Firefox Upgrades Too Fast For Enterprises - InformationWeek

InformationWeek is part of the Informa Tech Division of Informa PLC

This site is operated by a business or businesses owned by Informa PLC and all copyright resides with them.Informa PLC's registered office is 5 Howick Place, London SW1P 1WG. Registered in England and Wales. Number 8860726.

Government // Enterprise Architecture
05:52 PM
Connect Directly

Firefox Upgrades Too Fast For Enterprises

Mozilla mulls how to make its Firefox update strategy more business-friendly, but one exec tells enterprises to accelerate software deployments.

 Firefox 4 Is Faster, Cleaner, More Secure
Slideshow: Firefox 4 Is Faster, Cleaner, More Secure
(click image for larger view and for slideshow)
Speed kills, as far as enterprise IT departments are concerned. The need to move slowly, to make sure nothing breaks when new software gets deployed, is common in large IT organizations. Administrators can't simply roll out new software because it could hinder or break necessary applications.

Google recognized this in March, when its introduced a Scheduled Release track for Google Apps features. The company had been rolling out new features in its cloud-based productivity apps as soon as they were ready, if not sooner. But Google found that introducing changes every few days posed problems for larger corporate clients.

Mozilla learned this lesson too, as it shifted to a rapid release cycle for Firefox to match Google's Chrome release cycle. Mozilla released Firefox 4 in March and just over a week ago launched Firefox 5. It's now aiming to roll out new versions of Firefox every six weeks, and to end support for older versions as new versions are released.

Mozilla is ending support for Firefox 4 before some companies have even had a chance to deploy it. In a post on the blog of Web developer Michael Kaply last week, John Walicki, manager of workplace and mobility in IBM's office of the CIO, explained his problem with the rapid obsolesce of Firefox.

IBM has about 500,000 corporate users of Firefox 3.6 and is currently testing Firefox 4 with its various applications. Walicki said IBM is planning to deploy Firefox 4.01 in Q3, if all goes well. But he complained that the new end-of-life (EOL) policy that Mozilla has adopted with its rapid release cycle has put him in a difficult situation.

"The Firefox 4 EOL is a kick in the stomach," he wrote. "I'm now in the terrible position of choosing to deploy a Firefox 4 release with potentially unpatched vulnerabilities, reset the test cycle for thousands of internal apps to validate Firefox 5, or stay on a patched Firefox 3.6.x. By the time I validate Firefox 5, what guarantee would I have that Firefox 5 won't go EOL when Firefox 6 is released?"

Asa Dotzler, community coordinator for Firefox marketing projects, delivered what corporate IT managers might feel is a further kick, when he posted a comment stating, "Enterprise has never been (and I'll argue, shouldn't be) a focus of ours."

The dust-up attracted the attention of Microsoft. The company's public relations representatives took the opportunity to alert the media that Mozilla's policy "can mean madness for the enterprise audience."

And Ari Bixhorn, Microsoft director of Internet Explorer, cited Dotzler's statement to frame Microsoft's avowed love for enterprise customers. It was a chance, after watching Firefox win market share from Internet Explorer for seven years, to win aggravated enterprise customers back.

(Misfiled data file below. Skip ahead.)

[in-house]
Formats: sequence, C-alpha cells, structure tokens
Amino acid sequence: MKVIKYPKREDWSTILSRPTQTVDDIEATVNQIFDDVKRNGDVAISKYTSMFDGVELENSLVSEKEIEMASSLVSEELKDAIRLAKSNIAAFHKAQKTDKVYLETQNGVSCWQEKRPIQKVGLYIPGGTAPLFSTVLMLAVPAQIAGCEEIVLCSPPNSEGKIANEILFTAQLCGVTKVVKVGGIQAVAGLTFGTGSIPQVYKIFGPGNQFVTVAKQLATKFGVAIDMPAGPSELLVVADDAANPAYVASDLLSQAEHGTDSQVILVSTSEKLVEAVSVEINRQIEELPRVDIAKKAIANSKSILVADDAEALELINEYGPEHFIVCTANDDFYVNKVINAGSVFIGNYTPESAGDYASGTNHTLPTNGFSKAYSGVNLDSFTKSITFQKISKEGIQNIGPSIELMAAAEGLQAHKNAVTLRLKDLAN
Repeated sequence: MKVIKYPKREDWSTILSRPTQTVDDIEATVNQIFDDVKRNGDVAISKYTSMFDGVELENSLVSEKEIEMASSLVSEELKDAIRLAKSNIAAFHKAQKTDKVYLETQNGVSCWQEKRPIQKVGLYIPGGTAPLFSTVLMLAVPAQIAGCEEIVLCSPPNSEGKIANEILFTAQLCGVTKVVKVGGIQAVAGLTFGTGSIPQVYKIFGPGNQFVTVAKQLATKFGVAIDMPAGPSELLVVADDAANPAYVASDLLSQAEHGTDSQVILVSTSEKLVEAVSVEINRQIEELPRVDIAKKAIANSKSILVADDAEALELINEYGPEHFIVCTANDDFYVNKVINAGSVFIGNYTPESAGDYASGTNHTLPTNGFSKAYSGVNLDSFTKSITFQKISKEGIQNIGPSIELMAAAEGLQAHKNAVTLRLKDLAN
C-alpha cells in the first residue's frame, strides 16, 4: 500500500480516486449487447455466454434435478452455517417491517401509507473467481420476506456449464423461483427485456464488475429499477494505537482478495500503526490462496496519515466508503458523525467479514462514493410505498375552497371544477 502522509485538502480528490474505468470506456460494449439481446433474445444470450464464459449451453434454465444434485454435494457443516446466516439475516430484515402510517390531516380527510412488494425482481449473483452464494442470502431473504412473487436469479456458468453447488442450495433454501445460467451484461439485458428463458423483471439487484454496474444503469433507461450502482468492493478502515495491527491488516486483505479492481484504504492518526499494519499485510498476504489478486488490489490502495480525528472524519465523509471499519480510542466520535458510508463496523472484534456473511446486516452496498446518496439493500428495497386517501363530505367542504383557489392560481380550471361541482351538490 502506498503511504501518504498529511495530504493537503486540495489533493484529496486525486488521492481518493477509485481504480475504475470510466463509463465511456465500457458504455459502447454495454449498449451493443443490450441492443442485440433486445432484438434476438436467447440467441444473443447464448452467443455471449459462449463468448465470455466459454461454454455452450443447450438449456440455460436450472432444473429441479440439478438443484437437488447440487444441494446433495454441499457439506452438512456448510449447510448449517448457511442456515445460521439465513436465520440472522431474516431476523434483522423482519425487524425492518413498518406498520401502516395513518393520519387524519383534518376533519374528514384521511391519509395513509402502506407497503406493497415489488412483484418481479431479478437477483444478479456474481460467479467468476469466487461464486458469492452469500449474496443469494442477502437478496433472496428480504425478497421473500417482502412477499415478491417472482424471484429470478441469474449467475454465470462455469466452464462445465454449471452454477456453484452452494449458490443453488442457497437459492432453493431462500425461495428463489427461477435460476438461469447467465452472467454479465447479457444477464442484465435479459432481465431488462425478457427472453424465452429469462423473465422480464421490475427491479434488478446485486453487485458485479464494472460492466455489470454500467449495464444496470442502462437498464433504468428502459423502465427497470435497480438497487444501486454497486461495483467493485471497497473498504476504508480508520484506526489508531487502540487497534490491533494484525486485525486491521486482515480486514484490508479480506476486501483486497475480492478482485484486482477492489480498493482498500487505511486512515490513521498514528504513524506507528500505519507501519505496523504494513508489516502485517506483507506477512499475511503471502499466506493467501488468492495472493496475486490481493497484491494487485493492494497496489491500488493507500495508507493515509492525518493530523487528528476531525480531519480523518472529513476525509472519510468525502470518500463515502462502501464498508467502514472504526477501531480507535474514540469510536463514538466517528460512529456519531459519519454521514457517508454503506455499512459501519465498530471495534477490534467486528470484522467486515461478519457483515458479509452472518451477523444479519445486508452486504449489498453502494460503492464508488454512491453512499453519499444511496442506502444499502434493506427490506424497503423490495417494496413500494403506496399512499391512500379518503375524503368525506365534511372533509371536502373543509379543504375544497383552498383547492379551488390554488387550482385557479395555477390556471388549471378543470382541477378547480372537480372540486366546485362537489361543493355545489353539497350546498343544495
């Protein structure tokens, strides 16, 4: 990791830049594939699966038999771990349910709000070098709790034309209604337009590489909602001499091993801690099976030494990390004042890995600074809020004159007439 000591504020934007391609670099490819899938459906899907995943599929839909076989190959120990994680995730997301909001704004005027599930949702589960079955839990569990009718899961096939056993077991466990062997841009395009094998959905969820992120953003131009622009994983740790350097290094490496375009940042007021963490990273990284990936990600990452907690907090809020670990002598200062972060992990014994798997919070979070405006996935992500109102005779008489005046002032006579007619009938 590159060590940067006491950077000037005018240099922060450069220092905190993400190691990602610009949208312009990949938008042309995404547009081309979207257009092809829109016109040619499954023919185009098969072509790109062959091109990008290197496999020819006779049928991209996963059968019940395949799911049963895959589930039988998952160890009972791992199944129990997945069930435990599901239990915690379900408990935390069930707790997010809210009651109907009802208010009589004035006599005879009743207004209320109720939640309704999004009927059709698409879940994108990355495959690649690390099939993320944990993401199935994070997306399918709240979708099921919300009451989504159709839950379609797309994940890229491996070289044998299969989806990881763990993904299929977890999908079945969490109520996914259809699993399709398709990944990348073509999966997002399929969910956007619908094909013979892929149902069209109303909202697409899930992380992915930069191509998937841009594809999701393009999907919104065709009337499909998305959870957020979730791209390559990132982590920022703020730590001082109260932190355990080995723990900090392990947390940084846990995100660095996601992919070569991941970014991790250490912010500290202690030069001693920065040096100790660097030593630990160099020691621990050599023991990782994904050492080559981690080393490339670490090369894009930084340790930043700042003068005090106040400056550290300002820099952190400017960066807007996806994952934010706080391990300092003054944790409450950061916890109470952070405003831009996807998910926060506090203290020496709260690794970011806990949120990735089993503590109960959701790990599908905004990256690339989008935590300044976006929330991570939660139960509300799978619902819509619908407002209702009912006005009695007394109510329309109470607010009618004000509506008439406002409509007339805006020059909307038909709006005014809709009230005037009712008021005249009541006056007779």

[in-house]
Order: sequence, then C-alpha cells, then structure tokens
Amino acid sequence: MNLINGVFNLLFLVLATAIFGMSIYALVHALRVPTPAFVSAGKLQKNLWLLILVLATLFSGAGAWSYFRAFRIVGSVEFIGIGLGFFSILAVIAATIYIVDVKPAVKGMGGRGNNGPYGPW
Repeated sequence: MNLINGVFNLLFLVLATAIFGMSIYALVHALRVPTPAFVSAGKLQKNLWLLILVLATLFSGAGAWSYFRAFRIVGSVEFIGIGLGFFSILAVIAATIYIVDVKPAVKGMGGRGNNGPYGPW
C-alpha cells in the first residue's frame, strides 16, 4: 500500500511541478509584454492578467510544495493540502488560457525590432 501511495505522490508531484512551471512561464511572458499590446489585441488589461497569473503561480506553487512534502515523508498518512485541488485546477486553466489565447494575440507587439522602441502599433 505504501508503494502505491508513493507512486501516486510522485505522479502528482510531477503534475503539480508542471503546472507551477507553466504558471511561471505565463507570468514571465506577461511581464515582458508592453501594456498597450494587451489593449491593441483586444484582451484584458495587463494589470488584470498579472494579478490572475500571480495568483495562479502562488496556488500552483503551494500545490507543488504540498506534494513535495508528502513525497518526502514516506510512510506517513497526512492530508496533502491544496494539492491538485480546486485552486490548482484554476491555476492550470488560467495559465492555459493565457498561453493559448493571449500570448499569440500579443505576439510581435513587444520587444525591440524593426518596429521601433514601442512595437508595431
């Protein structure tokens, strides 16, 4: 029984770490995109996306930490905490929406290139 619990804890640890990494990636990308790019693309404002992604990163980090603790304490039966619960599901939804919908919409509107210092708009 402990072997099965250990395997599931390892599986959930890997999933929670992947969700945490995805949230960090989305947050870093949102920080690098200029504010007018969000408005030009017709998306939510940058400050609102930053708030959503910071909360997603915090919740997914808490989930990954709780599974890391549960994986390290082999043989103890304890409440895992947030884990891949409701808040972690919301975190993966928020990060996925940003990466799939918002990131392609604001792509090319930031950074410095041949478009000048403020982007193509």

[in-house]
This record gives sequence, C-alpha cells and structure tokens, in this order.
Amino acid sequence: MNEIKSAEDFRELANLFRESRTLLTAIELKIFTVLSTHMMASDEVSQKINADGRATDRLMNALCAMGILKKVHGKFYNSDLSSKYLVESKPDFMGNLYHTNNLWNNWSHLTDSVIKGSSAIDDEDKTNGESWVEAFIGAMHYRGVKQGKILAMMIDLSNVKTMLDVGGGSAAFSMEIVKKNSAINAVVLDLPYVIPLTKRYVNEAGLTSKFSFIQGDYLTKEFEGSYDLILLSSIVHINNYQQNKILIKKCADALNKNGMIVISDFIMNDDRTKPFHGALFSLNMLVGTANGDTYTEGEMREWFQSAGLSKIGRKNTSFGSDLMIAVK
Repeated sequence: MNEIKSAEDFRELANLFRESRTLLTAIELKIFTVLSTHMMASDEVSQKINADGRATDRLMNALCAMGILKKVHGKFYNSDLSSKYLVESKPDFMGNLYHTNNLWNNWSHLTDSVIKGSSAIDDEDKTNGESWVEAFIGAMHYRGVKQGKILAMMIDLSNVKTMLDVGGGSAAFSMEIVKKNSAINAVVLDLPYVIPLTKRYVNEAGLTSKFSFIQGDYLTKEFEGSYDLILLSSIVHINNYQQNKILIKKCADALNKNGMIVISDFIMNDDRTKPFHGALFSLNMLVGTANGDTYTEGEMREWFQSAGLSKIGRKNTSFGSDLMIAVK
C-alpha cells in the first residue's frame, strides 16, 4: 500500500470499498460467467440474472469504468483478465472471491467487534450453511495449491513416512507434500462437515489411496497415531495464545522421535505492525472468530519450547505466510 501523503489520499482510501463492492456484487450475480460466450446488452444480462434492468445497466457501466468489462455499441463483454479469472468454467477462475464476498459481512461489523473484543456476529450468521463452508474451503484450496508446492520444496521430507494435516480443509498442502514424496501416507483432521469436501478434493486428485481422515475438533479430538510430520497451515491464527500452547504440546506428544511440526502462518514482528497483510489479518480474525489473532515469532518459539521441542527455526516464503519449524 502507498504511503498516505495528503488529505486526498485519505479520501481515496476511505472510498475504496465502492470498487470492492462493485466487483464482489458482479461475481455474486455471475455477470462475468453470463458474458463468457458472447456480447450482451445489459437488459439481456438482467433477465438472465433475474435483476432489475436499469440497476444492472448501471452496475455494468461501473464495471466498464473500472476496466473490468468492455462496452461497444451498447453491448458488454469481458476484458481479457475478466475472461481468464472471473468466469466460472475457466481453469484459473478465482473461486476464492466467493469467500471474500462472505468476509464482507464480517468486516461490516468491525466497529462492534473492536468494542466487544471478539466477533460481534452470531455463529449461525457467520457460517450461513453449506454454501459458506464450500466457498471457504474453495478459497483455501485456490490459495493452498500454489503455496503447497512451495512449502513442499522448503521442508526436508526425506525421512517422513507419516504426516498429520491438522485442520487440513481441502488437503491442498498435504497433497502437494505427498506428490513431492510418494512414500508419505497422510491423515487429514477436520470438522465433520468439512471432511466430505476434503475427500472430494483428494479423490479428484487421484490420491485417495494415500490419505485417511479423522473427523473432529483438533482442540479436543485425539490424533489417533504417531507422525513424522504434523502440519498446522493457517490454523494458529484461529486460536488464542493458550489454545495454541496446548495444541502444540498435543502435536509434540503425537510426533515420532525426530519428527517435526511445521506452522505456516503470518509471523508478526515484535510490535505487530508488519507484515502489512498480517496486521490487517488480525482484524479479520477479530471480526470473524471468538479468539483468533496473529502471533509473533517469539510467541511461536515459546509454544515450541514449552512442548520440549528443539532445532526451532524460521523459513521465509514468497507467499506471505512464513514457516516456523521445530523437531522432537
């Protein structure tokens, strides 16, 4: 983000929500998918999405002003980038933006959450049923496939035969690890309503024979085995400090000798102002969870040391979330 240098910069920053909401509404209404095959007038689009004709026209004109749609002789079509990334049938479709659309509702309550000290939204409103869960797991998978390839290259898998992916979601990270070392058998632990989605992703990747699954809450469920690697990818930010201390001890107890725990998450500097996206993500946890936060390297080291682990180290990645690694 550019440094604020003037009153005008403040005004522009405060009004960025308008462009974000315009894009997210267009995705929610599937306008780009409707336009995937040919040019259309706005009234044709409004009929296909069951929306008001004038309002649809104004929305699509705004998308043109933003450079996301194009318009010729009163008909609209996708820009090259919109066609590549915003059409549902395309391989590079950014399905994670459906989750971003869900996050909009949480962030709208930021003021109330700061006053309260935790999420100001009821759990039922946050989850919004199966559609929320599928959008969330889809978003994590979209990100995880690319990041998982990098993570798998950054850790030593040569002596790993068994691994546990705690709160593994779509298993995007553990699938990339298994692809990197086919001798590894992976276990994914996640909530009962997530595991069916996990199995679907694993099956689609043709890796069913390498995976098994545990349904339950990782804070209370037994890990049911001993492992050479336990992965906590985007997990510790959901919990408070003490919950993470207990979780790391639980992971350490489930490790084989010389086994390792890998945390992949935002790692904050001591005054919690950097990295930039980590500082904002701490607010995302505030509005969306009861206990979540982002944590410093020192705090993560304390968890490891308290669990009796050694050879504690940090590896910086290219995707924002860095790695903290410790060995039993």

Mozilla went into damage-control mode. VP of products Jay Sullivan published a blog post recognizing the challenge that enterprises face when they need to certify their websites, apps, and add-ons with every update.

"We are exploring solutions that balance these needs, with active discussion in our community," he wrote.

VP of technical strategy Mike Shaver on Tuesday offered a more nuanced, more involved assessment of the situation. While conceding that Mozilla would have benefited from better communication about its release strategy and acknowledging that Mozilla needs to develop a framework to incorporate enterprise contributions and concerns into its development process, he also challenged enterprises to move more rapidly.

"Enterprises may also need to change how they think about software rollout, if they want to keep pace with browser development and the evolution of the Web platform," he wrote in a blog post. "This is similar to managing the update cycle of a hosted application like Google Apps or Office 365, which could help the conversation. Some organizations will not be able to adapt, or not willing. If an organization stays on Debian stable for half a decade, they are just going to be left behind by basically all modern software."

So much for slow and steady wins the race.

You can't afford to keep operating without redundancy for critical systems--but business units must prioritize before IT begins implementation. Also in the new, all-digital InformationWeek SMB supplement: Avoid the direct-attached storage trap. Download it now. (Free registration required.)

We welcome your comments on this topic on our social media channels, or [contact us directly] with questions about the site.
Comment  | 
Print  | 
More Insights
2021 Outlook: Tackling Cloud Transformation Choices
Joao-Pierre S. Ruth, Senior Writer,  1/4/2021
Enterprise IT Leaders Face Two Paths to AI
Jessica Davis, Senior Editor, Enterprise Apps,  12/23/2020
10 IT Trends to Watch for in 2021
Cynthia Harvey, Freelance Journalist, InformationWeek,  12/22/2020
White Papers
Register for InformationWeek Newsletters
Current Issue
2021 Top Enterprise IT Trends
We've identified the key trends that are poised to impact the IT landscape in 2021. Find out why they're important and how they will affect you.
Flash Poll